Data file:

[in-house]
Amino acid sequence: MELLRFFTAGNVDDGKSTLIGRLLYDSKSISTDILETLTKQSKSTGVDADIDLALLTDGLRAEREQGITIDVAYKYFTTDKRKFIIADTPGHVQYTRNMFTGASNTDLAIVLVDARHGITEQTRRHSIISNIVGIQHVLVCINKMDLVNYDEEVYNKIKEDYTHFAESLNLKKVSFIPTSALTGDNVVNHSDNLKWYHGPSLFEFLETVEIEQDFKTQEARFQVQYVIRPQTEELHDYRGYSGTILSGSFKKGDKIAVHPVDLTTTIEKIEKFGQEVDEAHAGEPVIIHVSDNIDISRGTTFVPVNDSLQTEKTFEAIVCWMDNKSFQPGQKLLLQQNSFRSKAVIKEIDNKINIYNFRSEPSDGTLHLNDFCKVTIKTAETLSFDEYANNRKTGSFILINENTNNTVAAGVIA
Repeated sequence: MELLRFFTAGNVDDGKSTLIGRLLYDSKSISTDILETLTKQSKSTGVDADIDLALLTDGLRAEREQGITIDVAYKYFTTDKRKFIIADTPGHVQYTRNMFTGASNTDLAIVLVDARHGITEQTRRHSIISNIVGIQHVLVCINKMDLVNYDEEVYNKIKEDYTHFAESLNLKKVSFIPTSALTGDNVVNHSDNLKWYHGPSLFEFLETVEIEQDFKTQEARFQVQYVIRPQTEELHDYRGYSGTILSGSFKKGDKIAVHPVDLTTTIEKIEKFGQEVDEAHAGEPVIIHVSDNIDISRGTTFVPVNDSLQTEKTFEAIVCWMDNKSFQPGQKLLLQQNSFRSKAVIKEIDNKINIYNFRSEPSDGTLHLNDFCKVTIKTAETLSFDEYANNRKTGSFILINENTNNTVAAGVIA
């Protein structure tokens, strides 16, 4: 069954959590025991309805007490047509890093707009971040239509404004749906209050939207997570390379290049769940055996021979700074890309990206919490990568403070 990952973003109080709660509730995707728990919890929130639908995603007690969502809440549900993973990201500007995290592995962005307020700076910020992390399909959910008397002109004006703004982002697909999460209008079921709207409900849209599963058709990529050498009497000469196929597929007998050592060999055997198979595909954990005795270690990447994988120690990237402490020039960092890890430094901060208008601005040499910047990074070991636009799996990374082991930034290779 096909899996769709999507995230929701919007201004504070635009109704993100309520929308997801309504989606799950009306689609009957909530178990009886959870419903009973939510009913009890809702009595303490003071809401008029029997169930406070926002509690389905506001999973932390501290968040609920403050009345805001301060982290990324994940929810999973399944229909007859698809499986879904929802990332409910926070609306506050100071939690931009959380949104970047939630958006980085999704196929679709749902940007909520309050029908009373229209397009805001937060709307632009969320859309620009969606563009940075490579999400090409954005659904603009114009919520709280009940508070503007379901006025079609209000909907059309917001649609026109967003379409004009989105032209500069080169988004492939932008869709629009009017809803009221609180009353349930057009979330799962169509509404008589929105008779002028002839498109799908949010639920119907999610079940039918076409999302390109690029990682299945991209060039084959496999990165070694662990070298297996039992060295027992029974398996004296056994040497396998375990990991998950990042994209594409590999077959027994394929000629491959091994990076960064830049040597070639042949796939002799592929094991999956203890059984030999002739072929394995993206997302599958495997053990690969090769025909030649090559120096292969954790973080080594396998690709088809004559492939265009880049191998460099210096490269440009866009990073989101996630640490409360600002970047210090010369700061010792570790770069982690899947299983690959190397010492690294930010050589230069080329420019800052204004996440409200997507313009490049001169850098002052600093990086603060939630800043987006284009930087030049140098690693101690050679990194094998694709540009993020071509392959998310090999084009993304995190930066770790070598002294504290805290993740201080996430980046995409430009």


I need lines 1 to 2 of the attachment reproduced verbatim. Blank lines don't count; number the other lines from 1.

[in-house]
Amino acid sequence: MELLRFFTAGNVDDGKSTLIGRLLYDSKSISTDILETLTKQSKSTGVDADIDLALLTDGLRAEREQGITIDVAYKYFTTDKRKFIIADTPGHVQYTRNMFTGASNTDLAIVLVDARHGITEQTRRHSIISNIVGIQHVLVCINKMDLVNYDEEVYNKIKEDYTHFAESLNLKKVSFIPTSALTGDNVVNHSDNLKWYHGPSLFEFLETVEIEQDFKTQEARFQVQYVIRPQTEELHDYRGYSGTILSGSFKKGDKIAVHPVDLTTTIEKIEKFGQEVDEAHAGEPVIIHVSDNIDISRGTTFVPVNDSLQTEKTFEAIVCWMDNKSFQPGQKLLLQQNSFRSKAVIKEIDNKINIYNFRSEPSDGTLHLNDFCKVTIKTAETLSFDEYANNRKTGSFILINENTNNTVAAGVIA